The All-Party Parliamentary Group on Inheritance and Intergenerational Fairness (APPG) put forward proposals in January 2020 for Inheritance Tax (IHT) reform following the Office of Tax Simplification's 2019 report on the same topic. The APPG's proposals would have resulted in radical changes to IHT generally, but especially so for agricultural estates. Some of the key reforms proposed by the APPG were:
- A flat rate IHT charge on death and lifetime transfers of 10% (this rate to be later determined by policy makers);
- Abolition of all tax allowances, except spouse and charity reliefs; and
- The abolition of the capital gains tax (CGT) uplift on death.
Overall, the APPG proposals were intended to simplify IHT by reducing both the rate of IHT on the one hand and reducing the reliefs on the other. However, we have now had confirmation from HM Treasury that there are no current plans to implement any IHT reform following an open letter to the OTS on 30 November.
For some, the overall objectives of the APPG were laudable. However, the proposals raised real concerns for rural estates. Agricultural Property Relief (APR) and Business Property Relief (BPR) reduce IHT on agricultural land and interests in businesses. They provide genuine safeguards for estates against disintegration of the estate and allow farming activities to be continued by families for generations. The reliefs also provide an incentive to landowners to use their land for agricultural purposes either by farming the land themselves or through continuing to grant agricultural tenancies.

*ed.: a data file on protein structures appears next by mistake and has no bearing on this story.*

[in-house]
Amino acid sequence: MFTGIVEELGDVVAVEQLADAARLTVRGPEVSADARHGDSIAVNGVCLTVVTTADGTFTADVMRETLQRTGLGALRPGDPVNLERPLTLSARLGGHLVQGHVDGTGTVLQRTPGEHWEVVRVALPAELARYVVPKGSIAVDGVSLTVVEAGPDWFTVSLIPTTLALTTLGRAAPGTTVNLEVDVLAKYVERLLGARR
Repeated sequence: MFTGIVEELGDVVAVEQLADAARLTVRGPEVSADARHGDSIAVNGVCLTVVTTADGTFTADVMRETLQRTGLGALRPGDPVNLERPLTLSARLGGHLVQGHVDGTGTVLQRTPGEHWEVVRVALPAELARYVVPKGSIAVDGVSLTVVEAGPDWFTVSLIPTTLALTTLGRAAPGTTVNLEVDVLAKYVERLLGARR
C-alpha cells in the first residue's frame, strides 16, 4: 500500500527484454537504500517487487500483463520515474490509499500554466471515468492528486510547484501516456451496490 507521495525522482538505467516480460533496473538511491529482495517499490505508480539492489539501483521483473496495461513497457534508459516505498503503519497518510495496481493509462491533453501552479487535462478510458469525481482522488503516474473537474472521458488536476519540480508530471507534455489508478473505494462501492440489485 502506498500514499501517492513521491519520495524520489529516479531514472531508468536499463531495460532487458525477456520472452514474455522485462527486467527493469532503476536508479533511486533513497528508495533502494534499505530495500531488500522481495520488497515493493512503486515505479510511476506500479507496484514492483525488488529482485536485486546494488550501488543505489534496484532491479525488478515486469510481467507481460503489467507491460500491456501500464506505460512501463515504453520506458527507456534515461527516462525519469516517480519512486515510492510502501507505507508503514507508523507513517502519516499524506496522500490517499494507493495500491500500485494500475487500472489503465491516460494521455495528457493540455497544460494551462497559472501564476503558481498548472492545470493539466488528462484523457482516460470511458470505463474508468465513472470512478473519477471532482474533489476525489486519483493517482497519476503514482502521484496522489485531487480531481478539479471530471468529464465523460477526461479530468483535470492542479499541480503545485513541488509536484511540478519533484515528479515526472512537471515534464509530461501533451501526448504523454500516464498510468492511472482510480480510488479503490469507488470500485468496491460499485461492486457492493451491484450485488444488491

Under the APPG's proposals, a family-run working farm could see an IHT bill of potentially hundreds of thousands of pounds every generation. As the general public is now aware from Clarkson's Farm, the economics of farming often balance on a very fine knife-edge; reduced subsidies, Brexit, increasing economies of scale and further mechanisation are all real financial challenges. Even if the tax cost is spread across 10 years, finding funds from increasingly squeezed farming profit or from agricultural tenancy rents adds additional pressure and may cause landowners to turn their eyes to using the land for simpler, more lucrative endeavours.
There are difficult and uncertain times ahead for many rural estates. The decision not to follow the APPG's recommendations and remove these reliefs is likely to receive a warm-welcome from many of them. However, reform of IHT is a recurring topic and it remains to be seen what proposals and what changes may come in the future.
The OTS' Report is available here: https://www.gov.uk/government/publications/ots-inheritance-tax-review-simplifying-the-design-of-the-tax
The APPG's Report is available here: https://www.step.org/appg